I can give you a few reasons why and one of them is that it depends on the manufacturer. The old saying cheap gun, cheaper barrel comes to mind.
Some cheap guns use more metal and less process. It's easier to make the barrel heavier with cheaper metal than to use better more expensive metal that has to go through different heat treating or tempering processes that cost more money. Simply put, to save money.
Another reason for a thinner barrel might be exampled by the Taurus 780tcp.
It's made from strong stainless but shoots a 380 round and they simply made the barrel thick enough to handle the pressure and nothing more.
A reason for a thick barrel of high quality like a high quality stainless barrel found in many hand guns like the M&P, Ruger SR9, and the Glock 19 is a different story and implies one or more reasons and that's where it gets tricky for me. The +P and +P+ capabilities come to mind. Also that it wears so very little. Another is that they mostly are designed with the metal jacketed bullet in mind which would wear out a softer barrel much quicker.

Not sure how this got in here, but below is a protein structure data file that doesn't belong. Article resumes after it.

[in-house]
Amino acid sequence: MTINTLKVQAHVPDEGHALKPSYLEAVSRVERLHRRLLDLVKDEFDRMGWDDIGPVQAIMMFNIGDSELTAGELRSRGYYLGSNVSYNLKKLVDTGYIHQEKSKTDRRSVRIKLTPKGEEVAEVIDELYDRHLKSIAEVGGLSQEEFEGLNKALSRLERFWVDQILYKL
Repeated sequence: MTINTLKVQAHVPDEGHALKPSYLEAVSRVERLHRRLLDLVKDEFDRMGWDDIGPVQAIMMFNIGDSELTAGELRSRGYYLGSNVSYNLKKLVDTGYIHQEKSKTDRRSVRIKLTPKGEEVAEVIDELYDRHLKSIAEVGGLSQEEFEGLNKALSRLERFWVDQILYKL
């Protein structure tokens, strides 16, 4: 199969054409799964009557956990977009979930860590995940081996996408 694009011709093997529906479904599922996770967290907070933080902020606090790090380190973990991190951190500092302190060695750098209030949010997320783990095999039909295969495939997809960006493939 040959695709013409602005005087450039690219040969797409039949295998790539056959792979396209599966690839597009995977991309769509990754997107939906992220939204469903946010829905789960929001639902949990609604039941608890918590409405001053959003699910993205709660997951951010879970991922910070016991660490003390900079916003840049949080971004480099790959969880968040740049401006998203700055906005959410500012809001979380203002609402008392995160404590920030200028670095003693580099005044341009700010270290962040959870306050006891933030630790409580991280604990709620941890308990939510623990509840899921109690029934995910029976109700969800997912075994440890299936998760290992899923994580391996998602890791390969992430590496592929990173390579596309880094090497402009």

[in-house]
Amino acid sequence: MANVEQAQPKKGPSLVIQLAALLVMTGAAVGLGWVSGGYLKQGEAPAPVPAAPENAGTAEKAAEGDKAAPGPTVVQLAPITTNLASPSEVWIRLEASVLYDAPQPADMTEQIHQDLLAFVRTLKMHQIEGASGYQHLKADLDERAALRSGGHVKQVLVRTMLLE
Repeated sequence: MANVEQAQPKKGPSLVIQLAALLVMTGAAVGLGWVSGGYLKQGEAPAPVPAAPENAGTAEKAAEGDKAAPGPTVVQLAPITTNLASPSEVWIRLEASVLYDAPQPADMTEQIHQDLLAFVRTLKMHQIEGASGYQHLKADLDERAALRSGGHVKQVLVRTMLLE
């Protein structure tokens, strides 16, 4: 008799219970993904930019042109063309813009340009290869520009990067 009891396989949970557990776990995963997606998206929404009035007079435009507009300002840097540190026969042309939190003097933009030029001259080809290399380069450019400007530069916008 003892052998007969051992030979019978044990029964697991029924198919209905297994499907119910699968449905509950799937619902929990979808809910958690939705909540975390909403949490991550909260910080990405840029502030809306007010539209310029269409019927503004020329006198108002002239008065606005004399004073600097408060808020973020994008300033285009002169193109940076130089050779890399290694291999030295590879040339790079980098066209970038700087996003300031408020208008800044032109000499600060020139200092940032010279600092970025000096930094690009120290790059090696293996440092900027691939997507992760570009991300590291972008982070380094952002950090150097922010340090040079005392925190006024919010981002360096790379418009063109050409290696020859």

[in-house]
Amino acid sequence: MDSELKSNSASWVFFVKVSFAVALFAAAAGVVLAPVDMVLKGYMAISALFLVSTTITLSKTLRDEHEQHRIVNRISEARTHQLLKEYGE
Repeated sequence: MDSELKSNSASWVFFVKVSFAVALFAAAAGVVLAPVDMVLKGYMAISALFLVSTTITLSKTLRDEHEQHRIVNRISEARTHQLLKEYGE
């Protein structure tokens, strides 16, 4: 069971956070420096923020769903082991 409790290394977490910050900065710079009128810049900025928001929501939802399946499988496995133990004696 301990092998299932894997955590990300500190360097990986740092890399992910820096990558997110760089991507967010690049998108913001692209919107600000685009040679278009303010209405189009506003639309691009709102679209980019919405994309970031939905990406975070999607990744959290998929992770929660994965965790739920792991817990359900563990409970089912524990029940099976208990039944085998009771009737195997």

Another that comes to mind, and I have no answer too it,other than just the aforementioned jacketed bullet is that they just beef it up beyond the necessity. They make some guns that are not +P or +P+ rated even though the barrels can handle well the normal powder charge. Much thicker than needed, but I am ok with that!